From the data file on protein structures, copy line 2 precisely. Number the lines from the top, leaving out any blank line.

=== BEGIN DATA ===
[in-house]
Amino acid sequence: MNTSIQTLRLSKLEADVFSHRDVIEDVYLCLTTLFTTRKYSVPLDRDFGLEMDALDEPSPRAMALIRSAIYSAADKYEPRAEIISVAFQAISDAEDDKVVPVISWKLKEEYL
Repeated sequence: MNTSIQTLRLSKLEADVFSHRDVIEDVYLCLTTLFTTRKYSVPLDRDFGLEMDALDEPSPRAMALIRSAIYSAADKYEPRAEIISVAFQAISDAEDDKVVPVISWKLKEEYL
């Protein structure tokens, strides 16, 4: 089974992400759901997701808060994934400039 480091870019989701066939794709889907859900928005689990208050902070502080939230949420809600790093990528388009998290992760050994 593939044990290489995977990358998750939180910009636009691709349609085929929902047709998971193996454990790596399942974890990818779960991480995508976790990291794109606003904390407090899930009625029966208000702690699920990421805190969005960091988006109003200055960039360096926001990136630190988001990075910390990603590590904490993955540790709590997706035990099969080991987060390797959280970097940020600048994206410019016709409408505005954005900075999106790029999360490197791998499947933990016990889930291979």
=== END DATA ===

Amino acid sequence: MNTSIQTLRLSKLEADVFSHRDVIEDVYLCLTTLFTTRKYSVPLDRDFGLEMDALDEPSPRAMALIRSAIYSAADKYEPRAEIISVAFQAISDAEDDKVVPVISWKLKEEYL